When MicroStation is aware of the geographic location of the data in a model, it can very conveniently reference data that is also geographically aware. Because MicroStation knows the location and orientation of both models, it can calculate the coordinates of any point in the reference model in the master model (as long as the geographic area of the reference model is within the useful range of the Geographic Coordinate System of the master model). MicroStation provides two different ways of making use of geolocation. The first step is to select a Reference for attachment, using the Attach Reference tool. In the file selection dialog, make sure that "Interactive" Attachment Method is chosen:
If both your active model and the chosen reference have a Geographic Coordinate System, MicroStation adds two new attachment choices to the "Orientation" list box in the Reference Attachment Settings dialog:
The more rigorously correct georeferencing method is "Geographic - Reprojected". When this is chosen, all of the data in the reference model is reprojected from the reference model's Geographic Coordinate System to the active model's Geographic Coordinate System as described in section 4.0, Reprojection Settings, above. The reprojected data is stored only in memory (since the reference is not changed), so the reprojection calculations happen each time the reference is loaded, which increases the time required to open the active model.
The second georeferencing method is "Geographic - AEC Transform". When this is chosen, rather than reproject all data in the reference, MicroStation calculates the linear transform that gives the best approximation to the results that you would get by performing the full reprojection algorithm. The approximation is acceptable for smaller scale data, such as most man-made structures that occupy less than a square kilometer. For geographic data, the results are unlikely to be acceptable. To help evaluate whether the "Geographic - AEC Transform" method is an acceptable approximation, the maximum error is displayed in the "Description" field of the list box. It is calculated by applying the exact calculation to each corner of the reference range and comparing that position to the position calculated from the transform. For references that cover geographically small areas, the errors are typically small fractions of a meter. The primary advantage of using the Geographic - AEC Transform georeferencing method is that it gives the same performance as any other reference attachment, since reprojection is not necessary.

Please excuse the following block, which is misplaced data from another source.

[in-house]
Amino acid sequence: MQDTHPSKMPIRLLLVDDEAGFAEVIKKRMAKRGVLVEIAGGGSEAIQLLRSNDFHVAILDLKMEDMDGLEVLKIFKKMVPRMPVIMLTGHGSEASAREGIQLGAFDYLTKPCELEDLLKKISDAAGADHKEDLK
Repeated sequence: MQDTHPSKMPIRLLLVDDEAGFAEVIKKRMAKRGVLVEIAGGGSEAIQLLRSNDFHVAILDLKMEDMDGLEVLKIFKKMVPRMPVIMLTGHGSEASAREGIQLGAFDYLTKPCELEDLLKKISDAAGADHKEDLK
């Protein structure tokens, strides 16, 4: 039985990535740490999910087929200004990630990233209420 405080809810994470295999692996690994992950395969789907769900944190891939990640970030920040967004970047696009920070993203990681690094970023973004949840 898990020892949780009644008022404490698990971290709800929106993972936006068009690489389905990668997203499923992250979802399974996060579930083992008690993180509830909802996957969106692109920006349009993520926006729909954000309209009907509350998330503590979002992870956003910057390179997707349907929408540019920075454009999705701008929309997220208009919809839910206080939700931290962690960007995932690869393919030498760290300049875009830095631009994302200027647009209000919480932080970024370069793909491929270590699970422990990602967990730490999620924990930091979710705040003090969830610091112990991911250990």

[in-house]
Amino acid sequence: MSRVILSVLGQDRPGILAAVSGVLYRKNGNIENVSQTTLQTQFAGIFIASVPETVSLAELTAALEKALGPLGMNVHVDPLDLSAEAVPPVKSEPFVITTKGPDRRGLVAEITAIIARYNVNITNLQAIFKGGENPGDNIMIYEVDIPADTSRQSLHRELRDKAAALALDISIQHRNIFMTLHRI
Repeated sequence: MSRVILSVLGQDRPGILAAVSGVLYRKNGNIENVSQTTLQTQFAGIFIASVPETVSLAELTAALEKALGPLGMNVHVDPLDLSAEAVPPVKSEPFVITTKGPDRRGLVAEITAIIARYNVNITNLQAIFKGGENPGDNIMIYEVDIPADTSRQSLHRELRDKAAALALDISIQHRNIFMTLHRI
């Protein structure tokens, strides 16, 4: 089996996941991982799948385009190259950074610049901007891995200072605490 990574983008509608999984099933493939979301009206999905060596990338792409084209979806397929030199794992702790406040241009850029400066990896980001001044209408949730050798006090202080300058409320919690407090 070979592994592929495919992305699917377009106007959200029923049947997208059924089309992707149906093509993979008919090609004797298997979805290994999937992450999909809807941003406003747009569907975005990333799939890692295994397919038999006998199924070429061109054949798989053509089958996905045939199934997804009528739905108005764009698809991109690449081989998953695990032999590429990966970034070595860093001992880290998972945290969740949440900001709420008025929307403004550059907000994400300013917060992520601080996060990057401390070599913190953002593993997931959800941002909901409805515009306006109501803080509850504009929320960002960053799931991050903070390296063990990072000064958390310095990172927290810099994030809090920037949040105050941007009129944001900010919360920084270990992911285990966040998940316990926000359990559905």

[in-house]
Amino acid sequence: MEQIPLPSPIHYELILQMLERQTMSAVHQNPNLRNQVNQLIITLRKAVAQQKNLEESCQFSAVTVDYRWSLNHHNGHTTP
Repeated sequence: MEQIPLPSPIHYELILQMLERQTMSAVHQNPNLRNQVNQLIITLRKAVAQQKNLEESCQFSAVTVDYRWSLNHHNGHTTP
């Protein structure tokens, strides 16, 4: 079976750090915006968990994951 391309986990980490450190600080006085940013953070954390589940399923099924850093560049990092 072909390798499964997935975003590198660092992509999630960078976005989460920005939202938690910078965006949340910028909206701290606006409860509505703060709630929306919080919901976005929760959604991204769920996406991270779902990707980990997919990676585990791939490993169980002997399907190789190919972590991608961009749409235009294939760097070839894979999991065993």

The reference dialog has several new features that identify georeferenced attachments and help manage them. There is now a column in the list box labeled "GeoCS" that shows the identifier for the Geographic Coordinate System if the reference has one. The contents of the field are red if there's a GCS but the reference is attached without one of the georeferencing attachment modes. The information panel below the list contains a "Georeferenced" combo box that allows changes to the Georeference mode:
The Settings pulldown menu contains a new entry that allows changes to the Reprojection settings for the selected reference(s).
The entry is enabled only if the Georeference mode is "Reprojected". When a reference is attached with Geographic Reprojected mode, the current Reference Reprojection Settings (see Section 4.0) are copied into the reference attachment and stored there so that every user who opens the master file is using a consistent set of Reprojection Settings and thus gets the same result.
Note: References attached with earlier versions of MicroStation do not have a value for the georeferenced mode. For compatibility with earlier versions of the MicroStation Geospatial Extension, such references are treated as Georeferenced in Geographic - Reprojected mode if both the attachment and the master model contain a Geographic Coordinate System.